Dec 28, 2019; Atlanta, Georgia, USA; Oklahoma Sooners center Creed Humphrey (56) prepares to hike the ball during the 2019 Peach Bowl college football playoff semifinal game against the LSU Tigers at Mercedes-Benz Stadium. Credit: Jason Getz-USA TODAY Sports

Creed Humphrey, Oklahoma
Trey Smith, Tennessee
Alijah Vera-Tucker, USC
Wyatt Davis, Ohio State
Josh Myers, Ohio State

Both Humphrey and Smith could have declared last year and been reasonably high picks, but both have a good opportunity now to push their stock higher. That's especially true for Smith, who will finally have an offseason to work after blood clots in his lungs put his football career in jeopardy last offseason. If we see the continued improvement Smith showed last season when he was a top-five graded guard in college football from Week 7 on, he could end up in the first round.

Interior defensive linemen

Marvin Wilson, FSU
Christian Barmore, Alabama
Tyler Shelvin, LSU
Levi Onwuzurike, Washington
Malik Herring, Georgia
Jaylen Twyman, Pittsburgh

Wilson could have snuck into Round 1 had he declared last year, but he’s hoping for a Derrick Brown-esque rise up draft boards this fall. I don’t blame him with some of the dominant reps he flashed on tape. 

The guy I can’t wait to see more of in 2020, though, is Alabama’s Christian Barmore. He took over toward the end of 2019 and registered 15 pressures over Alabama’s final five games. He earned an 87.8 overall grade on 269 snaps last season.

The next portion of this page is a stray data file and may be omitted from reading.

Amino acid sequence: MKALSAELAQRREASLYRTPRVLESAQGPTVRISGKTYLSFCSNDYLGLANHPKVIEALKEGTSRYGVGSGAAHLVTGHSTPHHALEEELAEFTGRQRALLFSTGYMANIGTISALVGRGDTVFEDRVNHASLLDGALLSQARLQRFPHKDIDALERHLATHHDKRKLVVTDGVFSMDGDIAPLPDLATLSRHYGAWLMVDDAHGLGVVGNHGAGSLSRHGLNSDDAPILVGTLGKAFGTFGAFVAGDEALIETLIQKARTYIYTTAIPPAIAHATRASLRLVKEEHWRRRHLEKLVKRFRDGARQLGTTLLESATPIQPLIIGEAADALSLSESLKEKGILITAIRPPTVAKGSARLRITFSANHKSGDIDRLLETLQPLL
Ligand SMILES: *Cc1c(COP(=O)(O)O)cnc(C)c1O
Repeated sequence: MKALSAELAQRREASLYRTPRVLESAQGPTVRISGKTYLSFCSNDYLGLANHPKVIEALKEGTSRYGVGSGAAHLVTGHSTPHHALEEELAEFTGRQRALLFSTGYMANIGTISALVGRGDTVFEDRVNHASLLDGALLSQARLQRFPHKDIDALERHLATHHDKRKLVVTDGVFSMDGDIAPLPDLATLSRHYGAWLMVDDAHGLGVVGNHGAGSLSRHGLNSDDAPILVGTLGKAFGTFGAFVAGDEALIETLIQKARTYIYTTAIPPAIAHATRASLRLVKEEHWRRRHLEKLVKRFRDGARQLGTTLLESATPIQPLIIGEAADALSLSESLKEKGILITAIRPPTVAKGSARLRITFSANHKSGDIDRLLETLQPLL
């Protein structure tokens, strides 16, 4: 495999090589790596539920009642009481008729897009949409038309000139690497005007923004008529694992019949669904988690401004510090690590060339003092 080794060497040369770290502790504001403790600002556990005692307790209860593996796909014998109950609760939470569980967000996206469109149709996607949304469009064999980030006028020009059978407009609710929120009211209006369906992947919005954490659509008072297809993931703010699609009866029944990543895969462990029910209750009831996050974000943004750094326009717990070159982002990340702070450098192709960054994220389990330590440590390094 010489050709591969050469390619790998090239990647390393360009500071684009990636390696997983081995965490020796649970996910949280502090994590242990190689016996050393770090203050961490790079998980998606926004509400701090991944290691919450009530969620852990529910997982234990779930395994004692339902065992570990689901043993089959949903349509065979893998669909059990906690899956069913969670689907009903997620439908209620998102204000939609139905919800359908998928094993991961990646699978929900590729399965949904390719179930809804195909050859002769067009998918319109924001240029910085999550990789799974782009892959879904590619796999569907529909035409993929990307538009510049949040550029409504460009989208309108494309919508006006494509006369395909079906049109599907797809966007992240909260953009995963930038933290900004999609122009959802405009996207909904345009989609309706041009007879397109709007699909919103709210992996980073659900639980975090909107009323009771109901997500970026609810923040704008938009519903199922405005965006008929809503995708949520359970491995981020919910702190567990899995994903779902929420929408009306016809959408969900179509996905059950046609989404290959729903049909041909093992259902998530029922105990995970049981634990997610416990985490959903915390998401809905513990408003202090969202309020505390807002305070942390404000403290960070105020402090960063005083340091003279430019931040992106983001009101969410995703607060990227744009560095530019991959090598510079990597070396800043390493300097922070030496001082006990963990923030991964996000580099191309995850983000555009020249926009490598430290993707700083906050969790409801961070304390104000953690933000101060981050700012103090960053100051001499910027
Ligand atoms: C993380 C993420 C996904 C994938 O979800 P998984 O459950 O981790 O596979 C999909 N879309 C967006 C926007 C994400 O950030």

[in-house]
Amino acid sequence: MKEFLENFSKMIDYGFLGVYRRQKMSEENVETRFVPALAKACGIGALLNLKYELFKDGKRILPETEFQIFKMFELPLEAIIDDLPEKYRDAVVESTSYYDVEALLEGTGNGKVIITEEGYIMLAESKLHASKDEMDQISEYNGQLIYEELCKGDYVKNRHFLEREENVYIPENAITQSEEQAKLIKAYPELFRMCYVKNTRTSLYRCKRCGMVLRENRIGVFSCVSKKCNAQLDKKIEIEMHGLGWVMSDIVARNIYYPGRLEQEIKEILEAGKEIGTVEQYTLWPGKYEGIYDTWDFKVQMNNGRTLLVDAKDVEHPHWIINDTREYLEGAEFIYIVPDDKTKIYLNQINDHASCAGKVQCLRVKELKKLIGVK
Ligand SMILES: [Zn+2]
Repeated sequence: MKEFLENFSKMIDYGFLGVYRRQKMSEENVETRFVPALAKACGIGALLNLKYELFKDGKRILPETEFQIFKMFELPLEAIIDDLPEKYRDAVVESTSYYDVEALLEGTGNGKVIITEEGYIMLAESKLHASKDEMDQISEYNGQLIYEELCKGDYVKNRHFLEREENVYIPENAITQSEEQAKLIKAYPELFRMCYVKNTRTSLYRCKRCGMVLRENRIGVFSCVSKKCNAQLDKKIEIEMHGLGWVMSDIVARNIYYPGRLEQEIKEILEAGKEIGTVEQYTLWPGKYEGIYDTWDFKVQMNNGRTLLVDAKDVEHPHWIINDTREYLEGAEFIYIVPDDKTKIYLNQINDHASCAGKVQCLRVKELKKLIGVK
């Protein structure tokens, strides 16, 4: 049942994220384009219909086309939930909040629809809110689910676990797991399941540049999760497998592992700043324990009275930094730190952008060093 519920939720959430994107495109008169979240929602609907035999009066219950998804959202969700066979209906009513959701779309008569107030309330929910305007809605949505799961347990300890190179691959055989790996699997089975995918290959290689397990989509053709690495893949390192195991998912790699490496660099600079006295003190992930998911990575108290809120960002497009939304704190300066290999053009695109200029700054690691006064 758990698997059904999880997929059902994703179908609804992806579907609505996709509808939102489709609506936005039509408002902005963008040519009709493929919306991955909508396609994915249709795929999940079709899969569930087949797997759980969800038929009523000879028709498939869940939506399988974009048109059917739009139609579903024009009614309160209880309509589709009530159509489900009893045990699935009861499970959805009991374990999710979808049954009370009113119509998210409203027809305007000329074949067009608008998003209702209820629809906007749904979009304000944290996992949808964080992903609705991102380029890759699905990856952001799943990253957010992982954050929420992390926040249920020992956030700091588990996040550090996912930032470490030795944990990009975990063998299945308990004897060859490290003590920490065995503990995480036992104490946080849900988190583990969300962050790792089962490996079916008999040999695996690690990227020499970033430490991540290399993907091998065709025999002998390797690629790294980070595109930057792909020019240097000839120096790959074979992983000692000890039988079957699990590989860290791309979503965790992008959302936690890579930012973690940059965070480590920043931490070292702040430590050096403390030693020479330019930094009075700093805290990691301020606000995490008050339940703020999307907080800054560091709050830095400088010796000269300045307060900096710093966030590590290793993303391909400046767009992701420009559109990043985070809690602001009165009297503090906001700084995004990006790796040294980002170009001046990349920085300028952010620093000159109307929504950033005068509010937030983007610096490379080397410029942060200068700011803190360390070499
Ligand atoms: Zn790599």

Edge defenders

Greg Rousseau, Miami (FL)
Xavier Thomas, Clemson
Carlos Basham, Wake Forest
Quincy Roche, Miami (FL)
Jamar Watson, Kentucky
Jacob Panasiuk, Michigan State
Jayson Oweh, Penn State
Aidan Hutchinson, Michigan

There looks to be a lot more depth in the 2021 edge class than what we saw this past year. Rousseau will be the one generating the buzz with his freakishly long 6-foot-6, 251-pound frame, but his new teammate may be the more productive one. Temple transfer Quincy Roche is a tad undersized at 6-foot-4 and 235 pounds but earned a ridiculous 93.5 overall grade last year for the Owls.

I’m interested to see how Thomas bounces back in 2020 after a lackluster 2019 and what the Clemson defense will look like. He had the exact same number of pressures last year (26) as he did his freshman year despite rushing the passer 96 more times. 


Nov 9, 2019; Minneapolis, MN, USA; Penn State Nittany Lions linebacker Micah Parsons (11) celebrates after sacking the Minnesota Golden Gophers quarterback Tanner Morgan (not pictured) in the second half at TCF Bank Stadium. Credit: Jesse Johnson-USA TODAY Sports

Micah Parsons, Penn State